Most Massachusetts sex convicts are not releasedAP , Associated Press
Jun. 4, 2014 12:09 PM ET
BOSTON (AP) — The rape of an Arlington woman this week and revelation that the suspect, a convicted sex offender, had been deemed by a jury as no longer a threat to the public led to outrage, but state statistics show that most sex offenders who have finished their criminal sentences continue to be detained.
Between 2010 and 2012, juries and judges sent 57 of the 83 convicts who sought release back to civil detention for treatment, even though their sentences were up, The Boston Globe reported (http://bit.ly/TcywYZ ), citing figures from the Massachusetts District Attorneys Association.
Essie Billingslea, 45, is charged with breaking into the woman's home Sunday and sexually assaulting her at knifepoint. He was caught by police fleeing the scene. He has pleaded not guilty and is being held without bail pending a dangerousness hearing scheduled for Friday. Billingslea is a Level 3 sex offender, considered the most likely to re-offend, for prior sexual assaults on children.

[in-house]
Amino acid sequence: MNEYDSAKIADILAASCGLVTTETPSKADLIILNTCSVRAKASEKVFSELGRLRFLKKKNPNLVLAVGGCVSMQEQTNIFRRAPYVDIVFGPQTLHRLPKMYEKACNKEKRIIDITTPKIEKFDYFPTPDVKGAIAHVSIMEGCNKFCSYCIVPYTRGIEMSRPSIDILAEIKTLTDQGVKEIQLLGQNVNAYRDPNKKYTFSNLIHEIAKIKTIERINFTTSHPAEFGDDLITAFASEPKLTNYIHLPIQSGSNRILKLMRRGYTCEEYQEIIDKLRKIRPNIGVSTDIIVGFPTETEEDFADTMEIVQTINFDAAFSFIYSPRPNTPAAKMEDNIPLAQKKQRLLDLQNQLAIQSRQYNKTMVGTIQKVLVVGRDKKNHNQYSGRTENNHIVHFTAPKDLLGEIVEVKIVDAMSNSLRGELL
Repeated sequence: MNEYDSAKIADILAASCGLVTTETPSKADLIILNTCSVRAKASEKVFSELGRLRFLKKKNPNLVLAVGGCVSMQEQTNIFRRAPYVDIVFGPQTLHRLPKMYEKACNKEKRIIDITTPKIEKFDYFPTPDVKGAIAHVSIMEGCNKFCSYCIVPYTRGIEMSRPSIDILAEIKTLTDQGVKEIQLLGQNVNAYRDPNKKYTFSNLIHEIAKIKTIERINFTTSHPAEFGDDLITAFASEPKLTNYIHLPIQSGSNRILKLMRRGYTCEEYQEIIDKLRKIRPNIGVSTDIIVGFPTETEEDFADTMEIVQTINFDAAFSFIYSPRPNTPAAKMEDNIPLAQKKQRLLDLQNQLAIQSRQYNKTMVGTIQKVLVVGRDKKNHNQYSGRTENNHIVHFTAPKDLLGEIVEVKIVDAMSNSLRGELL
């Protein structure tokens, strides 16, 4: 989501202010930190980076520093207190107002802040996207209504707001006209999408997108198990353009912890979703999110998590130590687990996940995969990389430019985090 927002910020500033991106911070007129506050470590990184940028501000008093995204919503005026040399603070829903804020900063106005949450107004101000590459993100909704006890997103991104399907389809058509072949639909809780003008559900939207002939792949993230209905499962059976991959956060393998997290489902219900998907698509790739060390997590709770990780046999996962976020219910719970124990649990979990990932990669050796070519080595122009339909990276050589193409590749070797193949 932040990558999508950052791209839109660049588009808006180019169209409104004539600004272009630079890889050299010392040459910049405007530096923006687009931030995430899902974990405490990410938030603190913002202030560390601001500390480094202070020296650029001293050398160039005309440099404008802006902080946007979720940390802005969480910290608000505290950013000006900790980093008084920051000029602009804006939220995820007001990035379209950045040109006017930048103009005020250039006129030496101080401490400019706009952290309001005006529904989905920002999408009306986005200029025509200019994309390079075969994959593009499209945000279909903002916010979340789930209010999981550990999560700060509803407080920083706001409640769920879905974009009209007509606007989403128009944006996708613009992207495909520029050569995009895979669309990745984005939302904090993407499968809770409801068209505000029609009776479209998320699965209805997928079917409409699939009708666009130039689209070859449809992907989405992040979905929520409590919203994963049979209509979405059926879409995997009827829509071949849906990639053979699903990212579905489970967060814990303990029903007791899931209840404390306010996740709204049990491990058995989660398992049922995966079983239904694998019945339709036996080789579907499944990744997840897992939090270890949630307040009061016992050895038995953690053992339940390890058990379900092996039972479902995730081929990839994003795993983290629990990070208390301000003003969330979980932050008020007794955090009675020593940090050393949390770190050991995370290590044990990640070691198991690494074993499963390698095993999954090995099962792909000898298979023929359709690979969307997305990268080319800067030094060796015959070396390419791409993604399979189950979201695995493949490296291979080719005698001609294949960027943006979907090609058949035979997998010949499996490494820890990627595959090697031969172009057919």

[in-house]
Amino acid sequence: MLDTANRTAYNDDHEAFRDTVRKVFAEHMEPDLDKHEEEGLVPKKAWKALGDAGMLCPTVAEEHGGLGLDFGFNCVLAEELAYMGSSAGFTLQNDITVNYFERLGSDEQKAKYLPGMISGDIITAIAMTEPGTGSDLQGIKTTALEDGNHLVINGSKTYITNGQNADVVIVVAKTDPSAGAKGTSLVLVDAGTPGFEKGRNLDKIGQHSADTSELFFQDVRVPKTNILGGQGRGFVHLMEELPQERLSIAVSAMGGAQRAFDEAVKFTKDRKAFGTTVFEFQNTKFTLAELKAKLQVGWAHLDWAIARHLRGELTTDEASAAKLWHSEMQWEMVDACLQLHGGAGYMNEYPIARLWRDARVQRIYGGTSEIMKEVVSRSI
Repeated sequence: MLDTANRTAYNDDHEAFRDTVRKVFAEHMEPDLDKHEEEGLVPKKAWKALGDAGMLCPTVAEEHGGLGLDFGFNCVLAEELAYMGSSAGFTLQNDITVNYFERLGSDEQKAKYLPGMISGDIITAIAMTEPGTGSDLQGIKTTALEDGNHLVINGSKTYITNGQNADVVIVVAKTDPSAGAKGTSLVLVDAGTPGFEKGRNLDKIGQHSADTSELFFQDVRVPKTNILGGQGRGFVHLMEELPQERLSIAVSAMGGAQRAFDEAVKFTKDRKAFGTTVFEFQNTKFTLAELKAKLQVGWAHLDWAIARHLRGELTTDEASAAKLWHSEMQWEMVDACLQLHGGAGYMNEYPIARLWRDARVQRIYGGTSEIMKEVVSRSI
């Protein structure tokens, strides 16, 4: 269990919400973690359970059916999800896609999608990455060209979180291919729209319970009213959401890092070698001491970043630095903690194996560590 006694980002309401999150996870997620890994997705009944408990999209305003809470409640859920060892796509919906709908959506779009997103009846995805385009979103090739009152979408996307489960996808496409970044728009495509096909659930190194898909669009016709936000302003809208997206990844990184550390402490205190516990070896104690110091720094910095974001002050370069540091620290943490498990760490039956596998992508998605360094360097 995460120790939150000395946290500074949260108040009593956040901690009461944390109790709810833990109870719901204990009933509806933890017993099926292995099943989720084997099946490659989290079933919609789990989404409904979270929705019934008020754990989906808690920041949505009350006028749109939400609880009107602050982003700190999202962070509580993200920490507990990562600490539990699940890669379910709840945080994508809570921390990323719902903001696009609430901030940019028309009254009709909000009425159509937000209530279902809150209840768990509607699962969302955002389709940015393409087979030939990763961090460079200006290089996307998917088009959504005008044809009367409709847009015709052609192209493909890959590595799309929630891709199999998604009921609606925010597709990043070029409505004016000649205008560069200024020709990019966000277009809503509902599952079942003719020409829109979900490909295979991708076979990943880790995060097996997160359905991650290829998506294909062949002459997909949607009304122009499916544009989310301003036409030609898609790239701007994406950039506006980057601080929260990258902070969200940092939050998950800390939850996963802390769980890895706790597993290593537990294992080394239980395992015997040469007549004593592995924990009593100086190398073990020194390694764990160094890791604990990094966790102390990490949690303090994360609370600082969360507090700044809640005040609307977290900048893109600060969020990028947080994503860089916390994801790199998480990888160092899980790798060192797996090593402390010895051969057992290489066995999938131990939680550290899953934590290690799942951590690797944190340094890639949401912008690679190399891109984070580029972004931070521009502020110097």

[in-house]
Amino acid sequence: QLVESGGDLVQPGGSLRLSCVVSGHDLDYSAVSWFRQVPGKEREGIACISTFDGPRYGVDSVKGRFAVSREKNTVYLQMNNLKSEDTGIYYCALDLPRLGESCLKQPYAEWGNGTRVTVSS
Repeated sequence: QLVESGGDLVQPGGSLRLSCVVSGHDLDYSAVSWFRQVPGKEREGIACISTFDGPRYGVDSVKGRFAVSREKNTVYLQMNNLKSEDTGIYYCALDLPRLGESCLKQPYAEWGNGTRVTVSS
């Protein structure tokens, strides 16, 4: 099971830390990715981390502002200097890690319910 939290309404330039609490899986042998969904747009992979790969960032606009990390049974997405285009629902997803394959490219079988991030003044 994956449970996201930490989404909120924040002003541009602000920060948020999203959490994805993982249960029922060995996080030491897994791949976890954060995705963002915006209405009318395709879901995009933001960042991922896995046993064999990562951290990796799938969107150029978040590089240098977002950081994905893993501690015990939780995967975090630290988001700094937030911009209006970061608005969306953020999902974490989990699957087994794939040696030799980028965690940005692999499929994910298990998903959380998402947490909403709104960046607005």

Last year, a Suffolk County jury decided 12-2 that Billingslea no longer posed a threat to the public.
A spokesman for the Department of Correction, whose lawyers fought against Billingslea's release, issued a statement defending the legal team's efforts in court. Darren Duarte said the agency presented testimony from two forensic psychologists who said he still posed a danger to the public.
"These facts, we believe, coupled with his vicious criminal, sexual assault history warranted a different decision than the jury handed down," Duarte said.
Billingslea's attorney presented the testimony of three psychologists, including one who found that Billingslea did not meet the criteria of a sexually dangerous person, but cautioned that if he were released, Billingslea would have to be monitored closely and continue treatment.
Information from: The Boston Globe, http://www.bostonglobe.com